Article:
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Cheap Eats: Sandwiches
Fundamental LA and Baco Mercat. Photographs by Lisa Romerein
For the best deal stick to the bäcos, the signature taco-flatbread sandwich hybrids that are the creation of former Lazy Ox Canteen chef Josef Centeno. (At night he ups the ante with fancier though still affordable small plates.) The bäcos are loaded with an ethnic mishmash of ingredients such as carnitas, sriracha, spiced lebni, oxtail hash, and more. » 408 S. Main St., downtown, 213-687-8808.
Boo’s Philly Cheesesteaks
The bread: Amoroso’s. The beef: Dietz & Watson. The cheese: provolone or American. The result: a glorious cauldron of molten cheese bathing grilled onions and curly ribbons of meat. Search no more for Philadelphia’s iconic sandwich. This version should please the most demanding Philly expat. Boo’s even has Tastykakes, another City of Brotherly Love institution. » 4501 Fountain Ave., Silver Lake, 323-661-1955.
Eastside Market Italian Deli
The deli in this 83-year-old Italian market serves unfussy sandwiches laden with meat. Don’t waste your time trying to decide between moist roast beef and smoky pastrami; you can get them on the same sandwich. Throw on some snappy sausage and large, crumbly meatballs and you’ve got the popular D.A. Special. » 1013 Alpine St., Chinatown, 213-250-2464.
The spartan shop has a rotating menu that manages to be both modish and hearty: pan-roasted sweetbreads with pickled turnips, or egg salad made with crème fraîche instead of mayo. A contemporary take on porchetta—an inch-thick slab of roasted pork belly slathered with sauerkraut and XXL-grain mustard—is the crowning achievement. A sandwich might run you $10, but the quality makes up for the price. » 1303 Westwood Blvd., Westwood, 310-444-7581.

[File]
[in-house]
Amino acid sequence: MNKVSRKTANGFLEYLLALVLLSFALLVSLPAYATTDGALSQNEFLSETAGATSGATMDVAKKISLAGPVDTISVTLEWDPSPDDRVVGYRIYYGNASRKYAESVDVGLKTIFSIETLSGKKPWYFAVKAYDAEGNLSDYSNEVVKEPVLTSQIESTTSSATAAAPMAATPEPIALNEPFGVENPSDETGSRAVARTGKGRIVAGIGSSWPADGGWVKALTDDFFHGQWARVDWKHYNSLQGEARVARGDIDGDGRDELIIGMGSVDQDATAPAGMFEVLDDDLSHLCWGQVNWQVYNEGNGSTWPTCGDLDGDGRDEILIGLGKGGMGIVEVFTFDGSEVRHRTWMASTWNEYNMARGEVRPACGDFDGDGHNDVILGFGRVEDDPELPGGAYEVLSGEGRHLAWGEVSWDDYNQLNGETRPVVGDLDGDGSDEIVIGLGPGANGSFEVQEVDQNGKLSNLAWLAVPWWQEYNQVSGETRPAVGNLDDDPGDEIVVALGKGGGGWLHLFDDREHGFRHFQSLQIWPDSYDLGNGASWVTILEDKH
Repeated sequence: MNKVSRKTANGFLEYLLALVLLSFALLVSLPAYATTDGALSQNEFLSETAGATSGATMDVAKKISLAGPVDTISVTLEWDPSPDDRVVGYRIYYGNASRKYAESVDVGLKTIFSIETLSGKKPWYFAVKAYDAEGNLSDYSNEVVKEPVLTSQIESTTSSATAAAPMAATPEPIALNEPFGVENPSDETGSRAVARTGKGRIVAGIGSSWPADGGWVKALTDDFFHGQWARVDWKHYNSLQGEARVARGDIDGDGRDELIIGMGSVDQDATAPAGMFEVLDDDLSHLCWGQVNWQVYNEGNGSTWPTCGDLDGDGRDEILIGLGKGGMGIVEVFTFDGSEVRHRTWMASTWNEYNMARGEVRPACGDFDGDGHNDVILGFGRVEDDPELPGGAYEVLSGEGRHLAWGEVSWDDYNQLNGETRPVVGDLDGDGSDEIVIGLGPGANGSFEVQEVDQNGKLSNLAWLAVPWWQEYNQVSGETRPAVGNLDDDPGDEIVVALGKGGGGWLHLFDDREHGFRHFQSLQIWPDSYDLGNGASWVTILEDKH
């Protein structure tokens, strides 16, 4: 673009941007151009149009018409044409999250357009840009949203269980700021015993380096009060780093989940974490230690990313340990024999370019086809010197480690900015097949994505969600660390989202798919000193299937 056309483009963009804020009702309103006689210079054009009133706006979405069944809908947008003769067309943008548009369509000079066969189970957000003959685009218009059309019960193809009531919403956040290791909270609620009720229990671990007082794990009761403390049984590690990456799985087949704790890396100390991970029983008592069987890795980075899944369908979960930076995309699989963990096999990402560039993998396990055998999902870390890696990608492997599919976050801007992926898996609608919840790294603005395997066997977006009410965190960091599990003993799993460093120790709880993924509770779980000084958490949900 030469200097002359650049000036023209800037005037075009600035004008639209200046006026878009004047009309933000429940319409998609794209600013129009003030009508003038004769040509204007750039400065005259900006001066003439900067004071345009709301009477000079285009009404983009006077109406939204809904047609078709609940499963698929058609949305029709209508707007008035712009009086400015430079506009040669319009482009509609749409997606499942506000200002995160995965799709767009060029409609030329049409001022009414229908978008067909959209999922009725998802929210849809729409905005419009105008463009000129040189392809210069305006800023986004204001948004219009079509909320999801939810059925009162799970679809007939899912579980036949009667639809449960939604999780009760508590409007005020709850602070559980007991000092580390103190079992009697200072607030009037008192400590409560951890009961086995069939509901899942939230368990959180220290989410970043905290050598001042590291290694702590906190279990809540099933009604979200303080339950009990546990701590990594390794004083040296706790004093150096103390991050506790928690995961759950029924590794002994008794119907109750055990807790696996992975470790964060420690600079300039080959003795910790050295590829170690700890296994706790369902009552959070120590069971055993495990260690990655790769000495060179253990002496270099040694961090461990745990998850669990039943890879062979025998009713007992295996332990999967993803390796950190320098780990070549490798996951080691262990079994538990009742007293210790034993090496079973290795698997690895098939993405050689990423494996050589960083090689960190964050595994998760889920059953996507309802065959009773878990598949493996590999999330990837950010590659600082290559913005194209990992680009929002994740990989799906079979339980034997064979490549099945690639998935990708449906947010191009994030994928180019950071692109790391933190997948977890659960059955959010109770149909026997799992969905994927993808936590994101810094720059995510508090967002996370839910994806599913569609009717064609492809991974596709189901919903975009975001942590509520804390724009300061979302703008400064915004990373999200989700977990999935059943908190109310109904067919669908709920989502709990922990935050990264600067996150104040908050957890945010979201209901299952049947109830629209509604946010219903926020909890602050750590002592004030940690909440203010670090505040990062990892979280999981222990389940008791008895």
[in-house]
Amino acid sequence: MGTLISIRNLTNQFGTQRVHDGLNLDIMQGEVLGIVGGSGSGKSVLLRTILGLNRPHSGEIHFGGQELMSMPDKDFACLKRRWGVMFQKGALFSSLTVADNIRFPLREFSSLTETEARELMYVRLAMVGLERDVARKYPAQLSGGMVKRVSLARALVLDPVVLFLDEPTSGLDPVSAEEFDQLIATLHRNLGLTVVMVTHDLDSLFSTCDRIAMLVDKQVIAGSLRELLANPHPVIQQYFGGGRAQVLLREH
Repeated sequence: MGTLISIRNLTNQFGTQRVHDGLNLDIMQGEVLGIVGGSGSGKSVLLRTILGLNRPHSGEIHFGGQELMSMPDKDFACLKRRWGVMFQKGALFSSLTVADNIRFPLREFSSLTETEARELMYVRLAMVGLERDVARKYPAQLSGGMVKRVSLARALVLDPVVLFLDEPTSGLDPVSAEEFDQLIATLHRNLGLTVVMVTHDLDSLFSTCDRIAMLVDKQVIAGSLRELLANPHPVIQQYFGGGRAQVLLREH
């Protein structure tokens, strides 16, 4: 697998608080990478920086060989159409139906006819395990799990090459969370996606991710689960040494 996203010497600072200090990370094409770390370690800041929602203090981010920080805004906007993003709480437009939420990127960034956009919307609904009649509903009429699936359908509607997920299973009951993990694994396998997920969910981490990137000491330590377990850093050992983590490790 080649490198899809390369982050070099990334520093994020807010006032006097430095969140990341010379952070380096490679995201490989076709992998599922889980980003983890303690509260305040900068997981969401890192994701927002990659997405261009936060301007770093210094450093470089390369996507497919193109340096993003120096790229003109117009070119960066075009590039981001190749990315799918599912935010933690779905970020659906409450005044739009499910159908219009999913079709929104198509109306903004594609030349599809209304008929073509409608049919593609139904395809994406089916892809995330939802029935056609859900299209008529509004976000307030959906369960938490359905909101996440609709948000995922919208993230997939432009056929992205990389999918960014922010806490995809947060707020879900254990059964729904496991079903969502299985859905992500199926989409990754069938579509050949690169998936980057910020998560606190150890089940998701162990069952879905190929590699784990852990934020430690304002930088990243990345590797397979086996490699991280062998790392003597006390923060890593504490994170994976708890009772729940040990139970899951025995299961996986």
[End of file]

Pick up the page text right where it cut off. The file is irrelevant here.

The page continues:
Next door to his upscale Ink., Michael Voltaggio has opened a small shop specializing in inventive sandwiches. Sriracha mayo coats large chunks of albacore in his take on spicy tuna; fried chicken skin daubed with chicken liver mousse replaces bacon in the CLT. The sandwiches are petite, but you can afford two. » 8360 Melrose Ave., Ste. 107, West Hollywood, 323- 655-7225.
Served on a shiny bun, the hot pastrami sandwich, overflowing with peppery meat, makes grease look good. The chili cheese fries and throwback taco (that hard shell and yellow cheese again) are simple and satisfying. So is the classic lunch counter ambience. » 4017 Sepulveda Blvd., Culver City, 310-397-6654.
From the vegan “shawarma” (it’s made with chickpeas) to the ultra-meaty BLT (with steak), the menu at this gourmet sandwich shop staggers with its variety. The burgeoning local chain aims to be all things to all people, but it’s most successful with cross-cultural hybrids, such as an updated bánh mì made with pork belly, chili aioli, and pickled daikon on grilled ciabatta. »mendocinofarms.com.